Balancing acts

Tips from the Pros provides a venue for member-to-member dialogue. Professionally Speaking invites teachers to participate by offering their philosophical perspectives and practical advice for day-to-day life on the job.


This issue's question:

How do you balance the demands of home and school?

Members whose questions and responses are selected for publication receive an Ontario College of Teachers portfolio and pen.

Here are some of the responses we received.

Prioritize, compromise

Prioritize. Be clear about your priorities for both school and home. Set limits. Determine your standards, examine your resources and have realistic expectations. Do not try to be a perfectionist. Make compromises.

Shukla Dattais is based in Toronto and teaches Grade 12 economics in summer school.

Turn it off

Recognize that your work as a teacher is never done and that you don't get paid overtime, even if you work until midnight. With this in mind, turn off the computer or close your marking book at a reasonable hour each evening so that you can spend quality time at home and/or with your family.

Vera C. Teschow is a program resource consultant in the Peel District School Board.

What comes first

At times (report cards, open house, etc.) school will have to come first. Otherwise, put your home first. Lose your job and you can find a new one. Lose your family and - well, you get the picture. Most importantly, talk it over with your family.

Dale Matthies is an elementary school teacher retired from Holmesville Public School.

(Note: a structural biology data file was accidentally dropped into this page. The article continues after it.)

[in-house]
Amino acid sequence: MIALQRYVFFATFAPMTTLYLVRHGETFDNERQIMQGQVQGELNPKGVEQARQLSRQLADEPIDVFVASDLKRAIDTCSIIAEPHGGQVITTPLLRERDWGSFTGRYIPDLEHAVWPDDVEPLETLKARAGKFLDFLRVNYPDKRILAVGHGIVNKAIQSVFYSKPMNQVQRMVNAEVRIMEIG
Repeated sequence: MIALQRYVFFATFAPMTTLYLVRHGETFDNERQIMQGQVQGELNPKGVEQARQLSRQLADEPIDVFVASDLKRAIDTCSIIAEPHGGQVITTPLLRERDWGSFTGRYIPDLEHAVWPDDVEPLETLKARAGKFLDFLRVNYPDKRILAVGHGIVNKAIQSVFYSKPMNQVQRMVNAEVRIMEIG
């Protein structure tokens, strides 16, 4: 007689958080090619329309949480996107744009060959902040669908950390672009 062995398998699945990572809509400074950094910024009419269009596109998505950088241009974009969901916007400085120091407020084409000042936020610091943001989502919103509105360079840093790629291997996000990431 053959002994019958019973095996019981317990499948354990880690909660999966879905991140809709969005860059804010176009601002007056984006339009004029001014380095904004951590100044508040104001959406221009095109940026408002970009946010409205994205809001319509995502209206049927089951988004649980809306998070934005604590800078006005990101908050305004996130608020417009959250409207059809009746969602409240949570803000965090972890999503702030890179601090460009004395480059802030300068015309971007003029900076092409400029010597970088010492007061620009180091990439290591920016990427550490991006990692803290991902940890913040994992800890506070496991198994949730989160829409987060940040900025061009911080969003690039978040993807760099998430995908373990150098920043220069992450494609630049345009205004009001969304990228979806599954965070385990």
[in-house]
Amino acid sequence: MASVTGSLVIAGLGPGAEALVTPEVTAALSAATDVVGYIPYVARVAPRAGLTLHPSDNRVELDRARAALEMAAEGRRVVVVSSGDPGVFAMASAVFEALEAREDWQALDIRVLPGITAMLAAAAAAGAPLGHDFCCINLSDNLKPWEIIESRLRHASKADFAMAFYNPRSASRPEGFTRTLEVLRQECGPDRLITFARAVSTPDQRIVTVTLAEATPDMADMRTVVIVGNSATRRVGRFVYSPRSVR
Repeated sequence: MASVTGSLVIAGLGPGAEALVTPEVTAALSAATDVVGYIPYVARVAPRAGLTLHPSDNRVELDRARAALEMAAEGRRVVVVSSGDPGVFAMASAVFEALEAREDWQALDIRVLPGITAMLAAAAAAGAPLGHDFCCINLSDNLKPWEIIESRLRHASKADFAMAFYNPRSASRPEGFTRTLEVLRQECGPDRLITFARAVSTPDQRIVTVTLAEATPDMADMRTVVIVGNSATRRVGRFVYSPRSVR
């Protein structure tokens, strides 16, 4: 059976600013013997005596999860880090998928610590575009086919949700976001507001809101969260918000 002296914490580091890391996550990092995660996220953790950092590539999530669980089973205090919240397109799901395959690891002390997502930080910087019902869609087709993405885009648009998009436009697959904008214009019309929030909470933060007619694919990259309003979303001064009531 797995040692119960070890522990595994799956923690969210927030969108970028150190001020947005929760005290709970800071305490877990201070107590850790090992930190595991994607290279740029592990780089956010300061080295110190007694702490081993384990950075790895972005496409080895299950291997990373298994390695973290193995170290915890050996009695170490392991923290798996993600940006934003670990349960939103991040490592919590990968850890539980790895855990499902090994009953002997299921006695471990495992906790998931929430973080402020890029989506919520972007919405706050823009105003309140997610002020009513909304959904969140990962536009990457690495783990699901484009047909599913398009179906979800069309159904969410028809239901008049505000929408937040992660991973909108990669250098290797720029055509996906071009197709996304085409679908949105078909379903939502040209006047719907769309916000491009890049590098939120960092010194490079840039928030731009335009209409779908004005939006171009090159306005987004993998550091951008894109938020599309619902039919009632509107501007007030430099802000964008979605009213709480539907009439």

Plan and renew

Planning is paramount: lessons, units, assessment tasks, extracurricular activities, material procurement, everything. But don't forget to plan for rest, renewal, spiritual growth, recreation and entertainment.

Out-of-school activities - surprising as it may seem - will complement and support your busy
in-school activities.

Xavier Faziois a curriculum consultant responsible for science programs in theHalton Catholic District School Board.

Care for you

Set regular work hours and stick to them. It is too easy to get over-involved in your job. Take care of yourself first. Find something you really enjoy and plan your schedule accordingly.

Having an activity separate from school and family gives me something to look forward to, and that helps keep me focused. I play tennis, which is both social and athletic.

Marie-Josée Zingone teaches Junior and Intermediate French at Waverly Public School in Oshawa.

Just say no

Don't be afraid to say no. You don't have to be involved in every extra-curricular activity and you should not feel that you always have to take part. Just say no and spend time with your family.

Sharon Archibald is a vice-principal and Grade 11 English teacher at Pelican Falls First Nations High School in Sioux Lookout.